The New Zealand dollar climbed to a 16-month high on a trade-weighted basis after investors piled into currency after Reserve Bank governor Graeme Wheeler yesterday all-but ruled out a rate cut as he zeroes in on potential inflation emerging in the country's housing market.
The trade-weighted index rose as high as 74.45, the highest level since August last year, and traded at 74.36 at 8am in Wellington from 74.03 yesterday.
The kiwi rallied to 83.12 US cents from 82.87 cents yesterday.
Mr Wheeler kept the official cash rate at 2.5% and told reporters it will stay there until the end of 2013 as he keeps tabs on an Auckland property market that is heating up and building inflation pressures in the Canterbury rebuild.
The bank hiked its projections for the TWI and sees it holding above 73 until December 2013, and falling to 71.40 in early 2015.
"The RBNZ gave the market the green light to keep buying the kiwi and that's what they've done," says Mike Jones, currency strategist at Bank of New Zealand in Wellington. "The currency looks very strong and completely shook off a near 1 cent collapse in the euro."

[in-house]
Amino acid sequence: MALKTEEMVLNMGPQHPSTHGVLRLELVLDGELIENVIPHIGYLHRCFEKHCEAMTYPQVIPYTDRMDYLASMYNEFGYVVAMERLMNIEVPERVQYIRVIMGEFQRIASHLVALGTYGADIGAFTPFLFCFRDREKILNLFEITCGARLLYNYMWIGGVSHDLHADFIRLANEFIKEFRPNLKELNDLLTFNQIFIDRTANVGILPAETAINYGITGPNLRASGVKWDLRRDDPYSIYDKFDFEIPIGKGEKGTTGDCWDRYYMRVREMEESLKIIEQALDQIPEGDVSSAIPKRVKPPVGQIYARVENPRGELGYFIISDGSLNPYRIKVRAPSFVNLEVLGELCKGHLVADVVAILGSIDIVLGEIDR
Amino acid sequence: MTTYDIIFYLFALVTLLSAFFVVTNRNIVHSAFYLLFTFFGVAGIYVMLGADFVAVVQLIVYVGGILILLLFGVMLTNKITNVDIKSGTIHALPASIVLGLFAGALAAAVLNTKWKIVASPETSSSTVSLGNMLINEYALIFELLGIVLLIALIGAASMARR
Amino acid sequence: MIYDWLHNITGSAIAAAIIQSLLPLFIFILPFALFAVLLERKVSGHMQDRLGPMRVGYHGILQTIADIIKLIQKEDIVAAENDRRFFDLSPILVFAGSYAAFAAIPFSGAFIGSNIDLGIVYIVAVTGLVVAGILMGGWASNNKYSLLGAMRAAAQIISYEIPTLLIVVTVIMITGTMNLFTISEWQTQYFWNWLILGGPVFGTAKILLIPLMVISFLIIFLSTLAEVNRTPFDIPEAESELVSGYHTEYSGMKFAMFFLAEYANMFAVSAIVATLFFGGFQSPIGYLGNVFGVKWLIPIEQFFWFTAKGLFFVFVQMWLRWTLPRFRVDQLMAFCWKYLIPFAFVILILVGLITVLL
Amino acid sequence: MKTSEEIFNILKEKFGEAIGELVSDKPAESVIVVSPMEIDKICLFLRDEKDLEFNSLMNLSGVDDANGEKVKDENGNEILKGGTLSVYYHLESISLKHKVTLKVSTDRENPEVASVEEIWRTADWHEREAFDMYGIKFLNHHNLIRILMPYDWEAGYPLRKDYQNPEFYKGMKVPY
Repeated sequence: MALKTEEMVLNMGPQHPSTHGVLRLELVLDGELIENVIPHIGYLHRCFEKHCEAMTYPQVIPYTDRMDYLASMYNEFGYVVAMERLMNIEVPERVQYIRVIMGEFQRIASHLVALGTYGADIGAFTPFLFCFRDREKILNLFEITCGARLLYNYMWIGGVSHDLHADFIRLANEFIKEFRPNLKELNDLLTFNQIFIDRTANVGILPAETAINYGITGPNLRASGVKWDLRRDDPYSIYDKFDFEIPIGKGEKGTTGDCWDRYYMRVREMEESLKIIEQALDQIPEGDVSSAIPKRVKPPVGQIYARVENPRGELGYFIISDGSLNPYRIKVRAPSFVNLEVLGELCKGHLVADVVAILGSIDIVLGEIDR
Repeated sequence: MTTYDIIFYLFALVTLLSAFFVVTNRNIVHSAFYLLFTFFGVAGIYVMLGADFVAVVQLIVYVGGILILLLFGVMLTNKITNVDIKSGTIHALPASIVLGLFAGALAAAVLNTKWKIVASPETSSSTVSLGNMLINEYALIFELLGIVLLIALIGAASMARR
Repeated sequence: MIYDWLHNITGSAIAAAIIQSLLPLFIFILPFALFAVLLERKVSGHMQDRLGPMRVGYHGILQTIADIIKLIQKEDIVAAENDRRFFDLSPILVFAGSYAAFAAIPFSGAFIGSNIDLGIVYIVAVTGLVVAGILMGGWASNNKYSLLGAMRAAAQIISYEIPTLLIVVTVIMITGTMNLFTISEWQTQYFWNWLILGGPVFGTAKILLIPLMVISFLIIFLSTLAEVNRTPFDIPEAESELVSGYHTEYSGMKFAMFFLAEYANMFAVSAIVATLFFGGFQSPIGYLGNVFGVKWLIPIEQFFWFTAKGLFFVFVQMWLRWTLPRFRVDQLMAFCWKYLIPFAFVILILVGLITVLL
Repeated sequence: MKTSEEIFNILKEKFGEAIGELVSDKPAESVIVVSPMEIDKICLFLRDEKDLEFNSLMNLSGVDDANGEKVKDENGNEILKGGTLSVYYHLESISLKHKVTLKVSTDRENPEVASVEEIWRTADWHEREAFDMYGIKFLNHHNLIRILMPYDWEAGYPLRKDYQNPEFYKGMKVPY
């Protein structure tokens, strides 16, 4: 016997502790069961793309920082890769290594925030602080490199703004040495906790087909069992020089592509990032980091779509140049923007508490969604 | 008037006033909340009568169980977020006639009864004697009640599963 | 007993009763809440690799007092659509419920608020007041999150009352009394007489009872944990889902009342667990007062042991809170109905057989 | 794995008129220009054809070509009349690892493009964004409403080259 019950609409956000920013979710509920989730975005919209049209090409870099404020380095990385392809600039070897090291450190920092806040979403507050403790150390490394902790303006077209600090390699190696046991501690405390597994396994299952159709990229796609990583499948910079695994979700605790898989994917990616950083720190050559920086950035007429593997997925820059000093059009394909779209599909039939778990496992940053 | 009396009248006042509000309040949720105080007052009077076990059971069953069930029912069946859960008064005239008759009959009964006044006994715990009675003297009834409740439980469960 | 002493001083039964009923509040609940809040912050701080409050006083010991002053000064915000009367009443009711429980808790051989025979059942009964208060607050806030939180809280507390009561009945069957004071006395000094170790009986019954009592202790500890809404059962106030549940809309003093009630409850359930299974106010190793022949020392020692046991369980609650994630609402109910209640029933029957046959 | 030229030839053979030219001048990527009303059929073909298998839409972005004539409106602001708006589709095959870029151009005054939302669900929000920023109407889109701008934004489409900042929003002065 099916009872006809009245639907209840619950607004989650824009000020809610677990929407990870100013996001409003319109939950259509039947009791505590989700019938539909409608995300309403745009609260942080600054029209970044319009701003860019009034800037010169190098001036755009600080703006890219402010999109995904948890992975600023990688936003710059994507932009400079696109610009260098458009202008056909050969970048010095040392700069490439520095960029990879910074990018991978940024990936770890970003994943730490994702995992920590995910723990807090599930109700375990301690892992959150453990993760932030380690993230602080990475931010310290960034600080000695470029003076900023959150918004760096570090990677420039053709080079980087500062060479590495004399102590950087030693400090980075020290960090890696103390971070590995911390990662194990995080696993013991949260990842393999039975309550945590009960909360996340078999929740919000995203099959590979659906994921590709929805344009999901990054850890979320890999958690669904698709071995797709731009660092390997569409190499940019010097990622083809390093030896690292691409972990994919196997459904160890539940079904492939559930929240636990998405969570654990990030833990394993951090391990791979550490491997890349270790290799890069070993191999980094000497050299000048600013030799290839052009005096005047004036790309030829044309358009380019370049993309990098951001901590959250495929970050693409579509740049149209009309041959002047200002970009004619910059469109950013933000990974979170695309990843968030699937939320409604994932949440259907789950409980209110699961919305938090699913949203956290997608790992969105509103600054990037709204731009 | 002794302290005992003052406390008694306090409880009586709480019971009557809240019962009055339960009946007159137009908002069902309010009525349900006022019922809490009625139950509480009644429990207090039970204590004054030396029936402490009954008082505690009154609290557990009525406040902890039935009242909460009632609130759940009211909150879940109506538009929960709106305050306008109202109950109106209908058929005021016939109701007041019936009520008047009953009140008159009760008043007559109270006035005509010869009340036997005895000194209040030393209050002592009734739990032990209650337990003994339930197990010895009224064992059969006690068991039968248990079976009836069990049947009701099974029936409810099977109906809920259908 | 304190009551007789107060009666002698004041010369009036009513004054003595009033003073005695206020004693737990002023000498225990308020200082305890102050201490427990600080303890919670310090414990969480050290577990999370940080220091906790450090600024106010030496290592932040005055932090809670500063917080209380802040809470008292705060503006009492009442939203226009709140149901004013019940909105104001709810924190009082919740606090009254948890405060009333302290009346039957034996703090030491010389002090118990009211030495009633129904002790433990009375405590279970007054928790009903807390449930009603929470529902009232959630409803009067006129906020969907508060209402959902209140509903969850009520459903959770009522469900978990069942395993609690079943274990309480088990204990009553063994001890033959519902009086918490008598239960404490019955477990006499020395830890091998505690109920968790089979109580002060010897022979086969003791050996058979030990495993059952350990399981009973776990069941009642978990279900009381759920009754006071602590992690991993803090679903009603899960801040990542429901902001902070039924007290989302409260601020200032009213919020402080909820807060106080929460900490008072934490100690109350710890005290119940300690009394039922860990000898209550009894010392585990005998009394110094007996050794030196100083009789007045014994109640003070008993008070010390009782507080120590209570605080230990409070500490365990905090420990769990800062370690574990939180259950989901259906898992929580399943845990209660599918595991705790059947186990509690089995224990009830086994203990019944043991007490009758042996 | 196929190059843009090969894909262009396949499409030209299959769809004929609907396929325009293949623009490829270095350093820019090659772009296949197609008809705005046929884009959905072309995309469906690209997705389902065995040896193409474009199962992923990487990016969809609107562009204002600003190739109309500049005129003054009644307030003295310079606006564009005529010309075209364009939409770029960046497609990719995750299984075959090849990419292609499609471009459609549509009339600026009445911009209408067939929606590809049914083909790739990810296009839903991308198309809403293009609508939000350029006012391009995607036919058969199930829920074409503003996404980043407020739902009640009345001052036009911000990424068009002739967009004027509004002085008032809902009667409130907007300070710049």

The kiwi may trade between 82.85 US cents and 83.50 cents today as investors await US employment figures in the Northern Hemisphere session, and as traders wait for American legislators to strike a deal to prevent the fiscal cliff of $US607 billion in tax increases and spending cuts from kicking in next year.
"That may also keep investors reluctant to push the kiwi above 83.50 US cents," Mr Jones says.
The Bank of England and European Central Bank kept their respective monetary policies unchanged, though the ECB cut its growth and inflation forecasts.
The kiwi jumped to 64.17 euro cents from 63.50 cents yesterday, and advanced to 51.80 British pence from 51.52 pence.
It rose to 79.33 Australian cents from 79.19 cents yesterday, and gained to 68.46 yen from 68.38 yen.